After the disappointments of Stavisky and Providence, Resnais here retrieves his position as a great film innovator. My American Uncle takes three middle class characters (two of them from well-defined working class backgrounds) and leads them through a labyrinth of 'stress' situations. The tone hovers between soap opera and docudrama, consistently pleasurable if hardly gripping. Then it introduces its fourth major character, Henri Laborit, a bona fide behavioural scientist, who discusses his theories of biological and emotional triggers. Shortsighted critics seem to imagine that the fictional material merely illustrates what Laborit says, although Resnais inserts some jokey shots of 'human' mice to demolish any such notions. His triumph is to create a new kind of fiction: a drama that not only leaves room to think, but opens up fissures that thoughts flood into, some prompted by Laborit, others by personal reflections, yet others by dreams. Inevitably, it ends in a riddle, and one which proves that surrealism lives.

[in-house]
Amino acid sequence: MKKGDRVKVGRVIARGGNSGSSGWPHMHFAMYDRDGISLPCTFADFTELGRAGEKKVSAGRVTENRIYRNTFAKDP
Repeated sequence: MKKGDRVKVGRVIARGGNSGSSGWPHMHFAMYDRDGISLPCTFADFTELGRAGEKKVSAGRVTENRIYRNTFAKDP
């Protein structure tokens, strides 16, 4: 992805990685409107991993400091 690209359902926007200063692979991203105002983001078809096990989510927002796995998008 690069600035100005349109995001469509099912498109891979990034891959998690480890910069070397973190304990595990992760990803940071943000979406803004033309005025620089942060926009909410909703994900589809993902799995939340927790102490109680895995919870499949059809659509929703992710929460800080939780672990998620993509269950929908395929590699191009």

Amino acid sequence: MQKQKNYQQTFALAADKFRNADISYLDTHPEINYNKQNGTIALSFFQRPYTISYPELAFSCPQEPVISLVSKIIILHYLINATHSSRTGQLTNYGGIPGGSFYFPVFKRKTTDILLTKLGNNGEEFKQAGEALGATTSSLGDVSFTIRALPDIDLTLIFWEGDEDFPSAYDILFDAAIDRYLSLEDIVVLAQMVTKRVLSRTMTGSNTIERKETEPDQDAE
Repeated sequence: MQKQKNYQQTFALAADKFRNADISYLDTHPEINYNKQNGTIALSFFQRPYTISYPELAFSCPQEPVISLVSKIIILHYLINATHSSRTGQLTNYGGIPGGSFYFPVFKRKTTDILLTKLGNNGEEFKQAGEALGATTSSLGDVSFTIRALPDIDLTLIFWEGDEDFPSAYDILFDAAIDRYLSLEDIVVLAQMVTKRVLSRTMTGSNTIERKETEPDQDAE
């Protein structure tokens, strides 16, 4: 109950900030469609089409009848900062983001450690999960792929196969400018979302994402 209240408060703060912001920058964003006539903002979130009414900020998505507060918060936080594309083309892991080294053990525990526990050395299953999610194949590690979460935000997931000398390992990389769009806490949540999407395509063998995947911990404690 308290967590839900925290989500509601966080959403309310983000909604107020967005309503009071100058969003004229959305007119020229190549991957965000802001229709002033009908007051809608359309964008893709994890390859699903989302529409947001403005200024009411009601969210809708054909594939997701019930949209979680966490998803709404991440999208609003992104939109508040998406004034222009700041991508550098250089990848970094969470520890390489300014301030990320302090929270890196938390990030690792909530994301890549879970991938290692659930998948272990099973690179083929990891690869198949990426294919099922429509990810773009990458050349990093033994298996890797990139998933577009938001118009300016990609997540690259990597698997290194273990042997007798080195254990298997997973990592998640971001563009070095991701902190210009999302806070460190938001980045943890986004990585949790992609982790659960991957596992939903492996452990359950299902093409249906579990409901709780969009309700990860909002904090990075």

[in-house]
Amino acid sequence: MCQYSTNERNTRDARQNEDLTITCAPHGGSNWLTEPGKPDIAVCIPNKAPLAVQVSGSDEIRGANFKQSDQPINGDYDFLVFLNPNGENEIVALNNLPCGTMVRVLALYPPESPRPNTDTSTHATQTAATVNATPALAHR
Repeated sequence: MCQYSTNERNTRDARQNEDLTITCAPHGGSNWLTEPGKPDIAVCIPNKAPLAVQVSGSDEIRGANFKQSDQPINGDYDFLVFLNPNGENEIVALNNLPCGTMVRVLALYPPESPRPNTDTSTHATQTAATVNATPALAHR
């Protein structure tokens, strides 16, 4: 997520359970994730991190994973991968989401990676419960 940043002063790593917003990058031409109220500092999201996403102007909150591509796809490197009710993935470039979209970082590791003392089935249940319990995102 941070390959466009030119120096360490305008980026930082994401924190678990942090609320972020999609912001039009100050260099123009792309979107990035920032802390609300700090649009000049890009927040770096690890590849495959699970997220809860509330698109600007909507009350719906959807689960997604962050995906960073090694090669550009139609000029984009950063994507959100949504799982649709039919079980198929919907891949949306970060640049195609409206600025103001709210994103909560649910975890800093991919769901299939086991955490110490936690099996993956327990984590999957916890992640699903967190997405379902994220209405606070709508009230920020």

Cast and crew